The issue is not about newspapers printing lies. It is about stopping us from printing the truth about the high and mighty. It is aimed at stopping us from telling the truth about issues like David Mellor's free holidays, Coal Board bosses getting new cars only days after sacking 31,000 miners, and Norman Lamont not paying his Access bill - the 'Sun'

No room at the inn for Neil

A survey of British hoteliers voted the singer, Madonna, and the editor of the Sunday Times, Andrew Neil, as the guests they would least like to stay in their hotels.

A diplomacy lesson from Basil Fawlty

POOR OLD Queen. I want her to pay taxes and to shed some of her hangers- on, but I don't want her to have to go traipsing round Germany being pelted with eggs. Whose wizard wheeze was it? My knowledge of foreign affairs is pretty rudimentary but even I could have foretold that some of the citizens of Dresden might not feel entirely well disposed towards the British monarch, especially after her Mum had just unveiled a statue to Bomber Harris.

TELEVISION / Ross toes the line

MADONNA's interviews are not so much interesting for what she says as for what her interviewers say. Most television presenters have adapted to fame in the way that Eskimos' eyes have adapted to snowfields; in general they don't find the glare troubling. But Madonna, as Jonathan Ross conceded, has magnified her own celebrity to dazzling levels; where the average film actress is a light bulb, she is the Eddystone lighthouse. 'She is,' as Ross said pointedly, 'the Napoleon of hype, the Attila the Hun of self-promotion'.
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War with Isis: Iraq's government fights to win back Tikrit from militants - but then what?

Baghdad fights to win back Tikrit from Isis – but then what?

Patrick Cockburn reports from Kirkuk on a conflict which sectarianism has made intractable
Living with Alzheimer's: What is it really like to be diagnosed with early-onset dementia?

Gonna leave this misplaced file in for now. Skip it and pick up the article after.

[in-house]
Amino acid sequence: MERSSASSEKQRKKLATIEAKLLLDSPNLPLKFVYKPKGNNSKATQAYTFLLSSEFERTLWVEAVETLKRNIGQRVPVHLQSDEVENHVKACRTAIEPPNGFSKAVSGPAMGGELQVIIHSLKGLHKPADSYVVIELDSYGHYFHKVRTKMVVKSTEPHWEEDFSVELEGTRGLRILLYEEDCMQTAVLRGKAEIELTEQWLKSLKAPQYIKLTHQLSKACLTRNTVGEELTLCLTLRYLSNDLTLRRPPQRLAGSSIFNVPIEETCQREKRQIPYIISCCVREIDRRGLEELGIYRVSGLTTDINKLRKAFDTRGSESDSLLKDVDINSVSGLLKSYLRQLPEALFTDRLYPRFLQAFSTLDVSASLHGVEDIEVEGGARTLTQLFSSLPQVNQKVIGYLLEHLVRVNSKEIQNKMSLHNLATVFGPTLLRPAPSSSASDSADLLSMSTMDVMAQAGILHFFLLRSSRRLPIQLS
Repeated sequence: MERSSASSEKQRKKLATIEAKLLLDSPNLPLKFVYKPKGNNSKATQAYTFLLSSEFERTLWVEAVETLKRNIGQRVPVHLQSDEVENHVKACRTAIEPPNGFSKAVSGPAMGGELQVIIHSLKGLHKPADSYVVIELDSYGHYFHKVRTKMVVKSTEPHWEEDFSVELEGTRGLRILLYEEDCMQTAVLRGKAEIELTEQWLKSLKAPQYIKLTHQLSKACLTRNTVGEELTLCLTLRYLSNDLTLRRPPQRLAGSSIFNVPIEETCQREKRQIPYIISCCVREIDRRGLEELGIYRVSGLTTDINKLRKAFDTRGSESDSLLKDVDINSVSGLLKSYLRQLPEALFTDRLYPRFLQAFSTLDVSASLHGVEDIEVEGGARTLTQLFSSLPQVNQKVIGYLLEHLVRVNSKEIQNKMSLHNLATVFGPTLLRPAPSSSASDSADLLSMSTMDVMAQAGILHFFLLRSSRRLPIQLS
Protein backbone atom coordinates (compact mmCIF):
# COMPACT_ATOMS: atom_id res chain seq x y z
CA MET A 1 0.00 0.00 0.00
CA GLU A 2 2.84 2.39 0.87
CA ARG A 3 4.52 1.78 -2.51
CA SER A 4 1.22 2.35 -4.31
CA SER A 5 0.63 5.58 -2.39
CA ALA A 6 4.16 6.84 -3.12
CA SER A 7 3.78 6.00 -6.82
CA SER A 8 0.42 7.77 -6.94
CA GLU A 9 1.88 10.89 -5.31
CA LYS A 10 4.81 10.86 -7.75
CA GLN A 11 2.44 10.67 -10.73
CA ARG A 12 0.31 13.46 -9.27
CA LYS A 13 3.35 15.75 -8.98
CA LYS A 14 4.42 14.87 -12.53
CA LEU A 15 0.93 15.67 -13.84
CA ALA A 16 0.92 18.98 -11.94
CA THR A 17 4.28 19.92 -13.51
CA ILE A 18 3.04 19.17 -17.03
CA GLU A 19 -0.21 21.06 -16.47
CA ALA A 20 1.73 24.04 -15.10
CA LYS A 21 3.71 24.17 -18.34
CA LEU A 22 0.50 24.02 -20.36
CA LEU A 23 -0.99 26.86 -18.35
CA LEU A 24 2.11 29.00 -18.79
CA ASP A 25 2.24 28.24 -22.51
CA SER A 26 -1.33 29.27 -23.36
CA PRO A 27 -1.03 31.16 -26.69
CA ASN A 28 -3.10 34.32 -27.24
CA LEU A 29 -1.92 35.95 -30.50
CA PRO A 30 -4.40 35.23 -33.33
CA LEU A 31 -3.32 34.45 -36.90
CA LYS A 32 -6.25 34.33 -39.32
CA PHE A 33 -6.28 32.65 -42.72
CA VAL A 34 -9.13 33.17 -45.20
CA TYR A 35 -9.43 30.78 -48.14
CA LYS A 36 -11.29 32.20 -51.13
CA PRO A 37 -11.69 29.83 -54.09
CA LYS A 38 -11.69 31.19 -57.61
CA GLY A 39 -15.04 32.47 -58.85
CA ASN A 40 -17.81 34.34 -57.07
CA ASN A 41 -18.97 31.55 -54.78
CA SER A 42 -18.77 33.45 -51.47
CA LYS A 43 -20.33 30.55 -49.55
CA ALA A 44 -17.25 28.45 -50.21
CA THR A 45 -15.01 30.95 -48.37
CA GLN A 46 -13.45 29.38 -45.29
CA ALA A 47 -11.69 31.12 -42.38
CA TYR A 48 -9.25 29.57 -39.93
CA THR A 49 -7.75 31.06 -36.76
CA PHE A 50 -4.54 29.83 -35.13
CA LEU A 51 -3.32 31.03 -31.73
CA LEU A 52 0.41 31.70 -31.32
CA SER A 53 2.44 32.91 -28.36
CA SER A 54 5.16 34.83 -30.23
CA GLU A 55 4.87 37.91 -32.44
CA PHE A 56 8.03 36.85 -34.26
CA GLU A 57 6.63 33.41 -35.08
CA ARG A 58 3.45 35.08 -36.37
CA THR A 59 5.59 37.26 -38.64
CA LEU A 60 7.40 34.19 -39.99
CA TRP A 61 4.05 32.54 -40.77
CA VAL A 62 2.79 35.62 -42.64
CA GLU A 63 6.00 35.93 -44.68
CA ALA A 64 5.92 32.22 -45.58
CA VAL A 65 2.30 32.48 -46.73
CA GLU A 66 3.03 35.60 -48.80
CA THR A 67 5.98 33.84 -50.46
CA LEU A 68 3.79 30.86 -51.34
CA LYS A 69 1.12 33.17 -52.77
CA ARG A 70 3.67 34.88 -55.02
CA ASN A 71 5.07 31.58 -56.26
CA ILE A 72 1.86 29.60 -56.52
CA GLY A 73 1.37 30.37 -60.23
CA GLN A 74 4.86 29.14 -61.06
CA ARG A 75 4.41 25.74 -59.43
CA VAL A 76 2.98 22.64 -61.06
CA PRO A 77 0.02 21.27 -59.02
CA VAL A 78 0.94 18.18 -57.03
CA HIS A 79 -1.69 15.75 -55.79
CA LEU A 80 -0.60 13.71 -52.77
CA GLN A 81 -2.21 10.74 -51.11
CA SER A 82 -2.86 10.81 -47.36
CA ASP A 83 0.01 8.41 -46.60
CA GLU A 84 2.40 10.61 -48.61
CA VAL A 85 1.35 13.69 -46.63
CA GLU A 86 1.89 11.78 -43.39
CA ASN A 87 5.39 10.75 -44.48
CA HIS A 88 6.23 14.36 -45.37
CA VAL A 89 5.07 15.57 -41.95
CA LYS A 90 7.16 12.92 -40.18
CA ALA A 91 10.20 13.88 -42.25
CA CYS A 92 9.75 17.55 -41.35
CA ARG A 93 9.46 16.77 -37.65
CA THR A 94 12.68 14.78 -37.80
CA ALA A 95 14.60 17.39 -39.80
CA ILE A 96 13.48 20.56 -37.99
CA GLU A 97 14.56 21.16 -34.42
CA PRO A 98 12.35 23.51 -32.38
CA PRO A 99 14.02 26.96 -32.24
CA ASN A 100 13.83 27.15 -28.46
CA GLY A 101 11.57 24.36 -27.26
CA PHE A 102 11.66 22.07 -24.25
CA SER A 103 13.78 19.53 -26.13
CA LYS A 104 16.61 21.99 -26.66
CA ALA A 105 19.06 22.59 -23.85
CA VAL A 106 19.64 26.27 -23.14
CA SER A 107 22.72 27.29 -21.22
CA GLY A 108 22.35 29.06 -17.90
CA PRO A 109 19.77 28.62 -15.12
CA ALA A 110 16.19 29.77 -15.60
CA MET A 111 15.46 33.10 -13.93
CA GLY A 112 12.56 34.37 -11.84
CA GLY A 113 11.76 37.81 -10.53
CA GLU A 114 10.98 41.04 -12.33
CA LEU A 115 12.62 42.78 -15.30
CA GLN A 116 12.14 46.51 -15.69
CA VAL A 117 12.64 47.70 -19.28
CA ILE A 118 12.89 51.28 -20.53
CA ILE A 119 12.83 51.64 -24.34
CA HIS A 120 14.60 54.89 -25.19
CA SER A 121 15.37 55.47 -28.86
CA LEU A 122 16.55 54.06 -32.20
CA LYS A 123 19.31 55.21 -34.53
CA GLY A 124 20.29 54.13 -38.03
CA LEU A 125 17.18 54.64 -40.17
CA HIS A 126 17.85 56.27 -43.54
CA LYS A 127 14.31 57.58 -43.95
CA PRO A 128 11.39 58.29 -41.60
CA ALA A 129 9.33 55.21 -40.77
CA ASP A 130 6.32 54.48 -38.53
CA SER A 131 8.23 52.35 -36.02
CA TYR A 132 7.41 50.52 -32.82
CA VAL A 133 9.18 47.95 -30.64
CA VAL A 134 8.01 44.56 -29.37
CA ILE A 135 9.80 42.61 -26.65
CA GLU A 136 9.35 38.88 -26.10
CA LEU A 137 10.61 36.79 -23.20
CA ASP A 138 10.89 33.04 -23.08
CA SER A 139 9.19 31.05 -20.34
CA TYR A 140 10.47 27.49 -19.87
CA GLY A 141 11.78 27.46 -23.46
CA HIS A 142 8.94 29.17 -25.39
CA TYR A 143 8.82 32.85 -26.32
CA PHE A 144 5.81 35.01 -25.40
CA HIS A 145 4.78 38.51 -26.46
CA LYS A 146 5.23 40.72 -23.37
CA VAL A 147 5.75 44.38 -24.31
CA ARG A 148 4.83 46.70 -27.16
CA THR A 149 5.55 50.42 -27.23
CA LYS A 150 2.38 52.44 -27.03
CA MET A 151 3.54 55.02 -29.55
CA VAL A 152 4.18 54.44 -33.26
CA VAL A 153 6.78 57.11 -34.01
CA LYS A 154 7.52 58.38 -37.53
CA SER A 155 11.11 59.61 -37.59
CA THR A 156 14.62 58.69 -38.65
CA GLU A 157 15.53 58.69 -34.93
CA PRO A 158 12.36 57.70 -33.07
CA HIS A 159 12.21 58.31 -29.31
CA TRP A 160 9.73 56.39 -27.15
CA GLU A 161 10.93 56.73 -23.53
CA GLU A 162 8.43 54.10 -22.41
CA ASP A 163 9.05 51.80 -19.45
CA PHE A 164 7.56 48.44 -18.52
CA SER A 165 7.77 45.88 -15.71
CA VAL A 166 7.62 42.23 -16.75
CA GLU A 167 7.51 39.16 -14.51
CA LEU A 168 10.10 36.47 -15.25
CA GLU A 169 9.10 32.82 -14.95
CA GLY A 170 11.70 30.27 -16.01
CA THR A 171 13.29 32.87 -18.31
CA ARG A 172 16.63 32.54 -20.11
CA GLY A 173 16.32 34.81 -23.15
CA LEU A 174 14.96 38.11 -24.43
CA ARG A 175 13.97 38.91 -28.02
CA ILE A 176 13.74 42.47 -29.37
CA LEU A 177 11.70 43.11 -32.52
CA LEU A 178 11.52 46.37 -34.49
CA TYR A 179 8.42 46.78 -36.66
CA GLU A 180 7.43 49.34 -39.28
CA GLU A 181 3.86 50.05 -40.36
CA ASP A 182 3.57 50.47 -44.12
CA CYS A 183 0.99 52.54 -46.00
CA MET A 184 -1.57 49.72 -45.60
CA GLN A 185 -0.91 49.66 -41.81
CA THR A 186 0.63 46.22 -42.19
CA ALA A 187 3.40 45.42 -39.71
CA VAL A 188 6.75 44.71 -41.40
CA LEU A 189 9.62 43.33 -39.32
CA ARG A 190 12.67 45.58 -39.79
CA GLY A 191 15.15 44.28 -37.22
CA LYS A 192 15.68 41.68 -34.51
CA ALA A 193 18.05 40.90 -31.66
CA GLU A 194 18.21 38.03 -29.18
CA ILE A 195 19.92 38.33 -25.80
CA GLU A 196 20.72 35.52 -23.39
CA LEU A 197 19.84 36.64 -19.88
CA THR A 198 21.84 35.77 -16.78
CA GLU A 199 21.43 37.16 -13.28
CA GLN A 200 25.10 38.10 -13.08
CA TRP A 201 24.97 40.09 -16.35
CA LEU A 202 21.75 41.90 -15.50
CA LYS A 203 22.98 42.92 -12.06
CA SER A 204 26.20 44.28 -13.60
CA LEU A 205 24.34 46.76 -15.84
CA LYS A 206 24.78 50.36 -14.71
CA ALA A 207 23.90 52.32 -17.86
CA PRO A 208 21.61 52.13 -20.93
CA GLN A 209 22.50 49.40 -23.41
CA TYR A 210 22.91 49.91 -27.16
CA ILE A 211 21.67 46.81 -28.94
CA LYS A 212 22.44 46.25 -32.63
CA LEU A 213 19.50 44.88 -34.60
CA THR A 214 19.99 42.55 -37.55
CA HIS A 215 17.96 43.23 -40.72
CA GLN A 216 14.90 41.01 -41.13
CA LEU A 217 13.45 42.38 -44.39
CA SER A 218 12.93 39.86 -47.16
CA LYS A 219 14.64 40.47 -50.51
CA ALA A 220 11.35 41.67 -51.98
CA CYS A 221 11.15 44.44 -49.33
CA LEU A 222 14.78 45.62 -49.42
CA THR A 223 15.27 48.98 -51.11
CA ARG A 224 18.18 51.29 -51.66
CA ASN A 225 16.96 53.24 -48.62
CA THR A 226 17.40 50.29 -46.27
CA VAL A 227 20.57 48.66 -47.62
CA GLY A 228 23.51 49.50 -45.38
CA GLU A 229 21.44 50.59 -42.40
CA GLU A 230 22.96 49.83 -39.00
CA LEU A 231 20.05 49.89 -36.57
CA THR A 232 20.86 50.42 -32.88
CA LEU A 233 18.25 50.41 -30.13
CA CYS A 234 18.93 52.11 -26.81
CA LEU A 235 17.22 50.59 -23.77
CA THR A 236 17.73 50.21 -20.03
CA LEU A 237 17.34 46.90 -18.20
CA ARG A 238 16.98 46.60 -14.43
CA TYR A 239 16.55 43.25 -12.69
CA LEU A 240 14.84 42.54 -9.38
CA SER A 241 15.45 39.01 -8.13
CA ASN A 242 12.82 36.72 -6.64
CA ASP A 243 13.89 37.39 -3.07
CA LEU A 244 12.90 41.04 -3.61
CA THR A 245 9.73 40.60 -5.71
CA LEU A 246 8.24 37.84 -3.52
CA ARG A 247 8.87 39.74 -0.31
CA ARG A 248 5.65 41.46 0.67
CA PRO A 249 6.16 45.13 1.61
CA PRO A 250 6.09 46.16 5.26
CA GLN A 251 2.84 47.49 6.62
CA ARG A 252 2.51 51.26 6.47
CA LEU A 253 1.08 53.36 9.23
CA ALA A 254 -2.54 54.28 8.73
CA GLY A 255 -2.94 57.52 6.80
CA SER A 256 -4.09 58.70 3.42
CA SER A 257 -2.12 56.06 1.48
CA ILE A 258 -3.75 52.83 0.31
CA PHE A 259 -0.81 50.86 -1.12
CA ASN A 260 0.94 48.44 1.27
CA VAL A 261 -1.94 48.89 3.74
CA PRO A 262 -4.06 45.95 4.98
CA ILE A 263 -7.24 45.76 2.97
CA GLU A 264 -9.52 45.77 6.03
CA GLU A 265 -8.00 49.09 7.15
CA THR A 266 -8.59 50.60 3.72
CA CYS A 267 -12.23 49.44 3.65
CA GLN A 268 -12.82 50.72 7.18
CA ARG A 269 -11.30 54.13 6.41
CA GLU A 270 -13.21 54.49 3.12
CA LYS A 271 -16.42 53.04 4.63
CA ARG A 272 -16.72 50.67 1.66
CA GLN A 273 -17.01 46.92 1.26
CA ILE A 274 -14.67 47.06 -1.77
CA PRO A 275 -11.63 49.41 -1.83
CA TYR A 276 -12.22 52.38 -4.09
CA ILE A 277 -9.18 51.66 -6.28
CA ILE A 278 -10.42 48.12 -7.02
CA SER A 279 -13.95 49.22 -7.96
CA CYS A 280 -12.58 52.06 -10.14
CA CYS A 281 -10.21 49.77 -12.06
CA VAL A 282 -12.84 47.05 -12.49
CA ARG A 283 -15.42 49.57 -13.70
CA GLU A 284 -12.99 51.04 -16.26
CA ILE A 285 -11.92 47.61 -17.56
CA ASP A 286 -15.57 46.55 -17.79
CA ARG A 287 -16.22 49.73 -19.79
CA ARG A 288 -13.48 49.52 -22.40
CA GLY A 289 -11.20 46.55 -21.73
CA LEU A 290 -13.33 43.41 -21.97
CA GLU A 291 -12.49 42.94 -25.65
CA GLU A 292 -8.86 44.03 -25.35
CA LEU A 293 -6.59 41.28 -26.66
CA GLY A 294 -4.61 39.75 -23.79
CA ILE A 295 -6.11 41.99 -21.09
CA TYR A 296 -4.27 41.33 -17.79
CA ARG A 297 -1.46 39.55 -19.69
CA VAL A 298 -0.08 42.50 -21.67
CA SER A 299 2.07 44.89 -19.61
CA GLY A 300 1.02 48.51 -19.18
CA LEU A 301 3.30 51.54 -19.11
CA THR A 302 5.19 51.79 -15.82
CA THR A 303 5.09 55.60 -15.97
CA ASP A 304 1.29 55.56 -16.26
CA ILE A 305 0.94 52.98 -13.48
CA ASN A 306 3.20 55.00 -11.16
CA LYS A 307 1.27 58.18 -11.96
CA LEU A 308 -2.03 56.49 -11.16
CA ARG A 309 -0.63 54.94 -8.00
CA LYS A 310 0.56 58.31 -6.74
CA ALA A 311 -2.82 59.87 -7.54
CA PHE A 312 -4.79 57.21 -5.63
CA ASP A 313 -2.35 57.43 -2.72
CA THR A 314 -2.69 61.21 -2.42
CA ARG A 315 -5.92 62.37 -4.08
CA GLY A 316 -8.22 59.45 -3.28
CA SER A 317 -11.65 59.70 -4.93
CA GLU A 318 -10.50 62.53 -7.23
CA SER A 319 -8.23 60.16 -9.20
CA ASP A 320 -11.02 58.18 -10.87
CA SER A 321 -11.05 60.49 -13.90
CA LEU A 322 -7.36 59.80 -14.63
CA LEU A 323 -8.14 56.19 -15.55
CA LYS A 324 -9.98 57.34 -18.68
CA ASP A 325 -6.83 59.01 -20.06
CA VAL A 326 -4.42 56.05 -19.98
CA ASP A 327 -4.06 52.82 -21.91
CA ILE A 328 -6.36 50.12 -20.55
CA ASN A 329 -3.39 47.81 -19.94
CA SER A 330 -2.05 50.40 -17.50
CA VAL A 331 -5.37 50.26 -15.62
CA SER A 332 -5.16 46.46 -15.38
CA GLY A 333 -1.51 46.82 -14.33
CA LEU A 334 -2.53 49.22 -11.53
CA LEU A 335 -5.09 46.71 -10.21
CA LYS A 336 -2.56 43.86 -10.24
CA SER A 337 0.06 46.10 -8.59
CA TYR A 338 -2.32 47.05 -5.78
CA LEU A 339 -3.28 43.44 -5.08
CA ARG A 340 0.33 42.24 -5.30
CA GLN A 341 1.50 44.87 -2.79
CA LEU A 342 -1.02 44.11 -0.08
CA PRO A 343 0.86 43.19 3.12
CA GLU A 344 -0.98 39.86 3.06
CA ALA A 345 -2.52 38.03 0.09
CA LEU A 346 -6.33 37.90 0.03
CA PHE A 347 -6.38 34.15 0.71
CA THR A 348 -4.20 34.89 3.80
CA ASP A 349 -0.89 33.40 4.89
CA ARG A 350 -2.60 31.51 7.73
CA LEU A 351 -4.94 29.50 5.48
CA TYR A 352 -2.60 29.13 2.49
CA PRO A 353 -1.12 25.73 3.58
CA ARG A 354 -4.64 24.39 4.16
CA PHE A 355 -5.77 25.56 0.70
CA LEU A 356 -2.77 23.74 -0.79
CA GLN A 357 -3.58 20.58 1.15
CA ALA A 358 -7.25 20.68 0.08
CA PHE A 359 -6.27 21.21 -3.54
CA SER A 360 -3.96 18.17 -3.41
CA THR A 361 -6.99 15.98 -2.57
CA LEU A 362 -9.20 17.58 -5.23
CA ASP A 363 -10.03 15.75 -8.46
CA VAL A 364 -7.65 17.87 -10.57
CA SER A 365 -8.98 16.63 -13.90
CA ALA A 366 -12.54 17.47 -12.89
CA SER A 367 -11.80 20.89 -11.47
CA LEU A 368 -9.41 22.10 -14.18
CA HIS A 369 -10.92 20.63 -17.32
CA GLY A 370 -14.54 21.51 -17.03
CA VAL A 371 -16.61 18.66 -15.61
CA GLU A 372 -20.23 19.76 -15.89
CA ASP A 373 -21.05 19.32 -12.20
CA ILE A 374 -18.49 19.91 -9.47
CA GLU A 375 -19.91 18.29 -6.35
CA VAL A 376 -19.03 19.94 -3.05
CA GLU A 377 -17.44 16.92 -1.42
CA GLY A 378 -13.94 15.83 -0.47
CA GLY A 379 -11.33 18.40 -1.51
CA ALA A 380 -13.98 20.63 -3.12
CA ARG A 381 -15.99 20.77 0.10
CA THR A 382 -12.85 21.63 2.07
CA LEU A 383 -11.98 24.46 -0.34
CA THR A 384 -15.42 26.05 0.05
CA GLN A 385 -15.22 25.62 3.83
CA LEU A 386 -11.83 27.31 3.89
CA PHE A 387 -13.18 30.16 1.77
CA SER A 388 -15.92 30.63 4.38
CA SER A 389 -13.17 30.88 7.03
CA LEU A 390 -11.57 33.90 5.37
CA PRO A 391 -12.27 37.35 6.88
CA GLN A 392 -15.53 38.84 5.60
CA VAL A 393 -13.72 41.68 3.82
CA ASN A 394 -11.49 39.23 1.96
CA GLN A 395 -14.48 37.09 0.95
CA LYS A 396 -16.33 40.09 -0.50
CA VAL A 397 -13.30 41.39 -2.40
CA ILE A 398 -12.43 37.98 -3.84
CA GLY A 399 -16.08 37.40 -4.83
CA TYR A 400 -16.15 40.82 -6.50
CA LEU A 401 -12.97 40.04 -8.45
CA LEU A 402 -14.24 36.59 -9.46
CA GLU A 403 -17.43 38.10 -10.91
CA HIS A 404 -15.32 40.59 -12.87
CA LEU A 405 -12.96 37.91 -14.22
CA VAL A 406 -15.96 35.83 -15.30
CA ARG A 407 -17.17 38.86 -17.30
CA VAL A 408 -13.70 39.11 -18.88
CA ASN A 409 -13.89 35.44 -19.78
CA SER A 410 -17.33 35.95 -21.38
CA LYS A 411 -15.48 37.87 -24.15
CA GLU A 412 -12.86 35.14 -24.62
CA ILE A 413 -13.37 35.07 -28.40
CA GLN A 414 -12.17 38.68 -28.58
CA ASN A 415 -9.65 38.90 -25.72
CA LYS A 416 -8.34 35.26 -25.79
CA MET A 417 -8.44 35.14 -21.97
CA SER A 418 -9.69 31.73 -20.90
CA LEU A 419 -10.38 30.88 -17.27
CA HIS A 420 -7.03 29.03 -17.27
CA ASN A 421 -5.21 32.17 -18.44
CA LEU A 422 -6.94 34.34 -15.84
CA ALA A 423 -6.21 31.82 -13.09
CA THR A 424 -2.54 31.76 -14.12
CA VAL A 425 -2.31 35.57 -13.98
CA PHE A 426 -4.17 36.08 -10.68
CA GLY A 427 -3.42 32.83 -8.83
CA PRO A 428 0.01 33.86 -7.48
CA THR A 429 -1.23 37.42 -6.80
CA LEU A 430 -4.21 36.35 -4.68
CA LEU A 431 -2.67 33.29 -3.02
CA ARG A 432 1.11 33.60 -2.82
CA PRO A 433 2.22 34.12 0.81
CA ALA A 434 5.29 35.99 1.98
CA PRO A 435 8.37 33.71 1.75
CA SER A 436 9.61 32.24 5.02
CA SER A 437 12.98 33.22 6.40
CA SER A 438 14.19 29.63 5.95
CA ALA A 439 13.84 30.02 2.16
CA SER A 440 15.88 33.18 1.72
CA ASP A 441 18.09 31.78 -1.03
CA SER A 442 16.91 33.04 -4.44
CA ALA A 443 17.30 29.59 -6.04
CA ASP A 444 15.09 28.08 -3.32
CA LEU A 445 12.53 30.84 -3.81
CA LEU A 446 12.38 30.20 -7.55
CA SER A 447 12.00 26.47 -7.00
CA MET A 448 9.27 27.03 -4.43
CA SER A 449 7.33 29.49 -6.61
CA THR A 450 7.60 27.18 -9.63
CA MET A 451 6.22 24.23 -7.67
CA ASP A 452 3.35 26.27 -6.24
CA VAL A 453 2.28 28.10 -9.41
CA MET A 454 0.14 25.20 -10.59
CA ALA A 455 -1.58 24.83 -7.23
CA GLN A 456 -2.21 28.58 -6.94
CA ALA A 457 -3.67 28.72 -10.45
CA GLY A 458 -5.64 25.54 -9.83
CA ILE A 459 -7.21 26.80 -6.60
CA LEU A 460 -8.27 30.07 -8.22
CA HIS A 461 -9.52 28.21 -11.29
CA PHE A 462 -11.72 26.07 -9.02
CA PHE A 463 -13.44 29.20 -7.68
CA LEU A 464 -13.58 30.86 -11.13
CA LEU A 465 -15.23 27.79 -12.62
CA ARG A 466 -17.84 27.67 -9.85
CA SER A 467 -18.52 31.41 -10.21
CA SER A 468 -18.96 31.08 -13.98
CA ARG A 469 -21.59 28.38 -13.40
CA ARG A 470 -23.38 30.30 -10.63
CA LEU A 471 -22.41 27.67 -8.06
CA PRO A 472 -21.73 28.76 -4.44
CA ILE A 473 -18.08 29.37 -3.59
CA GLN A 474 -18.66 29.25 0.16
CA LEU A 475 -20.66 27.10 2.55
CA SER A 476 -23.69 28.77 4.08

What is it like to live with Alzheimer's?

Depicting early-onset Alzheimer's, the film 'Still Alice' had a profound effect on Joy Watson, who lives with the illness. She tells Kate Hilpern how she's coped with the diagnosis
The Internet of Things: Meet the British salesman who gave real-world items a virtual life

Setting in motion the Internet of Things

British salesman Kevin Ashton gave real-world items a virtual life
Election 2015: Latest polling reveals Tories and Labour on course to win the same number of seats - with the SNP holding the balance of power

Election 2015: A dead heat between Mr Bean and Dick Dastardly!

Lord Ashcroft reveals latest polling – and which character voters associate with each leader
Audiences queue up for 'true stories told live' as cult competition The Moth goes global

Cult competition The Moth goes global

The non-profit 'slam storytelling' competition was founded in 1997 by the novelist George Dawes Green and has seen Malcolm Gladwell, Salman Rushdie and Molly Ringwald all take their turn at the mic
Pakistani women come out fighting: A hard-hitting play focuses on female Muslim boxers

Pakistani women come out fighting

Hard-hitting new play 'No Guts, No Heart, No Glory' focuses on female Muslim boxers
Leonora Carrington transcended her stolid background to become an avant garde star

Surreal deal: Leonora Carrington

The artist transcended her stolid background to become an avant garde star
LGBT History Month: Pupils discuss topics from Sappho to same-sex marriage

Education: LGBT History Month

Pupils have been discussing topics from Sappho to same-sex marriage
11 best gel eyeliners

Go bold this season: 11 best gel eyeliners

Use an ink pot eyeliner to go bold on the eyes with this season's feline flicked winged liner
Cricket World Cup 2015: Tournament runs riot to make the event more hit than miss...

Cricket World Cup runs riot to make the event more hit than miss...

The tournament has reached its halfway mark and scores of 300 and amazing catches abound. One thing never changes, though – everyone loves beating England
Katarina Johnson-Thompson: Heptathlete ready to jump at first major title

Katarina Johnson-Thompson: Ready to jump at first major title

After her 2014 was ruined by injury, 21-year-old Briton is leading pentathlete going into this week’s European Indoors. Now she intends to turn form into gold
Syrian conflict is the world's first 'climate change war', say scientists, but it won't be the last one

Climate change key in Syrian conflict

And it will trigger more war in future
How I outwitted the Gestapo

How I outwitted the Gestapo

My life as a Jew in wartime Berlin
The nation's favourite animal revealed

The nation's favourite animal revealed

Women like cuddly creatures whilst men like creepy-crawlies
Is this the way to get young people to vote?

Getting young people to vote

From #VOTESELFISH to Bite the Ballot